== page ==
“People involve themselves in different aspects of the sport because they fit correctly in them.” As the 2019 NHRA Mello Yello Drag Racing Series season moves from its genteel start and gradually accelerates itself to the hectic months from late spring through the summer, this seemed like an appropriate time to recognize one of the most important traits that any successful drag racer, Sportsman or Professional can have. That trait is relentlessness. This is a sport that requires not only constant movement on the track but also constant movement on the road, with your tools, your pocketbook, and, in many cases, even your heart. We’ll get into all that in a second, but if you are reading this as a hopeful person who will someday be driving or wrenching in drag racing at a high level, pay close attention.
There is more drag racing happening today and more exposure to it than ever before. Between weekly programs at local tracks, high profile high-paying sportsman races, match racing of various shapes and sizes, “outlaw” door slammer events, small tire and drag radial races, and stuff like Jr. Dragster meets, you can literally pick what style of racing you like and have at it no matter where you live. Much of what we have today did not exist 40 to 50 years ago. The major classes did, but the layers and layers of class options and styles of competition are all part of the evolution of the sport.
While people certainly have their favorites and every genre has its own personality, they all share the common bond of being linked by people who are applying themselves day in and day out to win. These are the people who will get out of work on Thursday, drive all night to get to a race that starts on Friday, work harder than they do at their occupation, and scream home all night on Sunday to make it to their job when the time clock says so on Monday morning. Time like competition is relentless, unwavering, and seemingly always waiting on your next move.
Social media has added a new dimension to this program. If anything it has more accurately shone the light on the relentlessness of drag racers because rather than just hearing the stories of the thrash or just getting a second-hand account, we can see it. We can follow the pain, suffering, and triumph, and we can participate on some level. It has opened the “racer lifestyle” up and exposed the reality that it is not a vacation; it really is a hustle on every level.
People tend to classify the relentless attitude drag racers have as something that pertains only to performance. They’ll argue that the performance improvements and ever quickening time slips are the visual proof of that attitude, and while I agree, there’s another step in the process that has to be recognized. The time slip is the end result of someone living in a dyno cell for months or working on new cylinder-head designs until their eyes bled and doing those things to the distraction of all else. Anyone who truly “lives the life” will tell you the same thing. It ain’t normal. It is a dream, it is awesome, but it is not normal. Dyno pulls or your son’s basketball game? A few more lines of code or that cookout with your neighbors? Know what usually wins? Not the cookouts. Trust me.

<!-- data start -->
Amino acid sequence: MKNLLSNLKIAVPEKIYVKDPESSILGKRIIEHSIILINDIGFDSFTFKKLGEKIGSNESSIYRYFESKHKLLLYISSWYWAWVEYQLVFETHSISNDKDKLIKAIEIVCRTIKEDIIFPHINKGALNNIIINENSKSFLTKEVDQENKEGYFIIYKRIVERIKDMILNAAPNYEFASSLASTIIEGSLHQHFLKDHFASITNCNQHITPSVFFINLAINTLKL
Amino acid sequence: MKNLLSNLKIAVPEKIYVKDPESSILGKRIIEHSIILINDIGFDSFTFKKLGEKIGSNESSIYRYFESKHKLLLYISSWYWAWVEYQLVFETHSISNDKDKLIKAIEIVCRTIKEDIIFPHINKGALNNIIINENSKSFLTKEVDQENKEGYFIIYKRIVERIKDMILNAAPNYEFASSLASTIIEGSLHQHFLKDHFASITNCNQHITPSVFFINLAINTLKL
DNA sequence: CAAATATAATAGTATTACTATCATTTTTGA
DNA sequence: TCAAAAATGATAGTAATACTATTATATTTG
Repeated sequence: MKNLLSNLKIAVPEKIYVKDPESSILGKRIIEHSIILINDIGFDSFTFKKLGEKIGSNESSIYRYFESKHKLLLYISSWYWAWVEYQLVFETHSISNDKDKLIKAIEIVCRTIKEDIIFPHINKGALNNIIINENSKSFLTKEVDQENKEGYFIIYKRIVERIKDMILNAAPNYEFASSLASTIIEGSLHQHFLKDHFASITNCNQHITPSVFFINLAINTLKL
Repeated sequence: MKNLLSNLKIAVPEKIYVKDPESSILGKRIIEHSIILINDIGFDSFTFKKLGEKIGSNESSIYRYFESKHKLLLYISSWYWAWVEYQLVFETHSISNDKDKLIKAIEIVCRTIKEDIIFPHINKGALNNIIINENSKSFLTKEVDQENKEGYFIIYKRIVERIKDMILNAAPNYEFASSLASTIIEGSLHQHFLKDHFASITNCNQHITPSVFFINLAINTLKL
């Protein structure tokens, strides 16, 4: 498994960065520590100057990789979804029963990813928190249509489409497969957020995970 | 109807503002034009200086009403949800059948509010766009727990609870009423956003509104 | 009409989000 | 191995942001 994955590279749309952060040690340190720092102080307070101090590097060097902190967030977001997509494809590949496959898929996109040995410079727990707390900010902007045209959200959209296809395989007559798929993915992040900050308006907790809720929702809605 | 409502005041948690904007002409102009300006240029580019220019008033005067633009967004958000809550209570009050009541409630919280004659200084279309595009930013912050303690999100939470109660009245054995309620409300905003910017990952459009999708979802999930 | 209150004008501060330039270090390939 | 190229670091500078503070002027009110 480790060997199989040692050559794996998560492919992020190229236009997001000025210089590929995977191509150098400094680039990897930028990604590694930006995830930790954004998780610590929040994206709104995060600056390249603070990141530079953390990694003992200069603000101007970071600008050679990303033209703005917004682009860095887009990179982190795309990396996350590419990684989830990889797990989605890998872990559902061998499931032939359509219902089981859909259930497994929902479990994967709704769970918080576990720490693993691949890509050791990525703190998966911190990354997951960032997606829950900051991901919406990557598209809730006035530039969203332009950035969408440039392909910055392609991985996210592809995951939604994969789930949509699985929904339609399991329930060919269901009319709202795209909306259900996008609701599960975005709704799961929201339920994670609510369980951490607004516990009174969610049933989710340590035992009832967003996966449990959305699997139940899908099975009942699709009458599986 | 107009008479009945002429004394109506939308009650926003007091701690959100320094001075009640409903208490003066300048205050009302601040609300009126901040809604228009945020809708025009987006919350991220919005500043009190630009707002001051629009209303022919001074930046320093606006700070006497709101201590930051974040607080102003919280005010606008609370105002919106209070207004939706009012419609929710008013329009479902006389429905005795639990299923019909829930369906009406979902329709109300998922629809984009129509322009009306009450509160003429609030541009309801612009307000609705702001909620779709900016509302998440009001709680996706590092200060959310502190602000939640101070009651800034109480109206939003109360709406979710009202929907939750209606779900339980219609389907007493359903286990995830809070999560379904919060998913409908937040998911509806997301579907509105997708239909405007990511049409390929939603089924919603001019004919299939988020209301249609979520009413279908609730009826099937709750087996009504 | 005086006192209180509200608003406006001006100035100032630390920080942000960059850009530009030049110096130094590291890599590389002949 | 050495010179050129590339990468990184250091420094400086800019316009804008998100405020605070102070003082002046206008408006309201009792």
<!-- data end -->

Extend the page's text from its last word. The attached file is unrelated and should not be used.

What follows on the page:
We sometimes get a painful or tough look at the relentless march of the sport. How many times over the years have we witnessed highly decorated racers and crew chiefs come out of retirement to assume the wheel or the wrench again only to have the hard realization that the unblinking eye of competition has passed them by. Things that used to work, approaches that had success in the past, and mentalities that won championships now seem quaint by the standards of a new day. Like the tides and the rise and fall of the sun, drag racing does not stop or delay itself for anyone, no matter how brilliant. It is like stepping back onto a treadmill that you have stood next to, but the entire time you have been off of it the speed’s been increasing, and you never quite catch up.
People involve themselves in different aspects of the sport because they fit correctly in them. The things that drive an announcer are not the same things that drive a tech inspector or an official in race control. But somewhere deep in the psyche of all of us are the triggers and the things that make us want to be the best at what we do. Whether that is driving a race car, designing a part, prepping a dragstrip for maximum traction, yelling about the results of a race, or crafting journalism after an event has finished, there are links the go far beyond the surface for all of us. Deep enough that there’s no way to accurately explain them here.
There are times when being involved in drag racing as a profession feels like riding on the back of a spooked wooly mammoth. It is constant movement, it is constant evolution, and, sometimes, it feels like you’re barely hanging on to survive. Then there are the bad days. Thankfully over the span of a couple decades, I can count those on one hand.
So, to the drag racers out there, the ones that bleed, cry, and work beyond all human measure to achieve their dreams: thank you. Your work, your relentlessness, and your commitment keeps affirming my belief that every race is filled with amazing people doing amazing things, no matter where I am.
It’s not the life for everybody, but I’m sure glad that it’s ours.